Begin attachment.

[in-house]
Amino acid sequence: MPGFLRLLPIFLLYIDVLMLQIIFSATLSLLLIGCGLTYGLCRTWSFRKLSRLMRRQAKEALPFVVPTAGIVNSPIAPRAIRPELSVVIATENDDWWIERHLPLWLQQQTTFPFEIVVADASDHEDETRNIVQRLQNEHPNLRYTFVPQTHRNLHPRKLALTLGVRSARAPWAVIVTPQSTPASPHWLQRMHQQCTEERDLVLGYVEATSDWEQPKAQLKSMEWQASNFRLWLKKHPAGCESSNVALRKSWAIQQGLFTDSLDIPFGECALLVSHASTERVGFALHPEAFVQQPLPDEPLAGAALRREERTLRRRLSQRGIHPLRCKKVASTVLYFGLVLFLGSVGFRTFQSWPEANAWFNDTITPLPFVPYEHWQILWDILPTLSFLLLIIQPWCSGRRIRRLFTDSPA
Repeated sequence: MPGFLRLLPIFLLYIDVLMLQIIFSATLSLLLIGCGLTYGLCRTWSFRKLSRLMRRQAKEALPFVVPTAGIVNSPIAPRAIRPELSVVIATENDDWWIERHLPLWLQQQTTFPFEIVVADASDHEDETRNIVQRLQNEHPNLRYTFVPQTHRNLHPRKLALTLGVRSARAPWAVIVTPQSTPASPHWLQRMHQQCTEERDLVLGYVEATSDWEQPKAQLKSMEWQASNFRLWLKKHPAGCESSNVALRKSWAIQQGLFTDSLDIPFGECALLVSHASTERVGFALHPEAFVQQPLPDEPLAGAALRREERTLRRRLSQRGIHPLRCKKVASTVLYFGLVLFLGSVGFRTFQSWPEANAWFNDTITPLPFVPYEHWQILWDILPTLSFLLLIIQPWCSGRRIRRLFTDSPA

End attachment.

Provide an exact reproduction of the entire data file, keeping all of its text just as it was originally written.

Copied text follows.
[in-house]
Amino acid sequence: MPGFLRLLPIFLLYIDVLMLQIIFSATLSLLLIGCGLTYGLCRTWSFRKLSRLMRRQAKEALPFVVPTAGIVNSPIAPRAIRPELSVVIATENDDWWIERHLPLWLQQQTTFPFEIVVADASDHEDETRNIVQRLQNEHPNLRYTFVPQTHRNLHPRKLALTLGVRSARAPWAVIVTPQSTPASPHWLQRMHQQCTEERDLVLGYVEATSDWEQPKAQLKSMEWQASNFRLWLKKHPAGCESSNVALRKSWAIQQGLFTDSLDIPFGECALLVSHASTERVGFALHPEAFVQQPLPDEPLAGAALRREERTLRRRLSQRGIHPLRCKKVASTVLYFGLVLFLGSVGFRTFQSWPEANAWFNDTITPLPFVPYEHWQILWDILPTLSFLLLIIQPWCSGRRIRRLFTDSPA
Repeated sequence: MPGFLRLLPIFLLYIDVLMLQIIFSATLSLLLIGCGLTYGLCRTWSFRKLSRLMRRQAKEALPFVVPTAGIVNSPIAPRAIRPELSVVIATENDDWWIERHLPLWLQQQTTFPFEIVVADASDHEDETRNIVQRLQNEHPNLRYTFVPQTHRNLHPRKLALTLGVRSARAPWAVIVTPQSTPASPHWLQRMHQQCTEERDLVLGYVEATSDWEQPKAQLKSMEWQASNFRLWLKKHPAGCESSNVALRKSWAIQQGLFTDSLDIPFGECALLVSHASTERVGFALHPEAFVQQPLPDEPLAGAALRREERTLRRRLSQRGIHPLRCKKVASTVLYFGLVLFLGSVGFRTFQSWPEANAWFNDTITPLPFVPYEHWQILWDILPTLSFLLLIIQPWCSGRRIRRLFTDSPA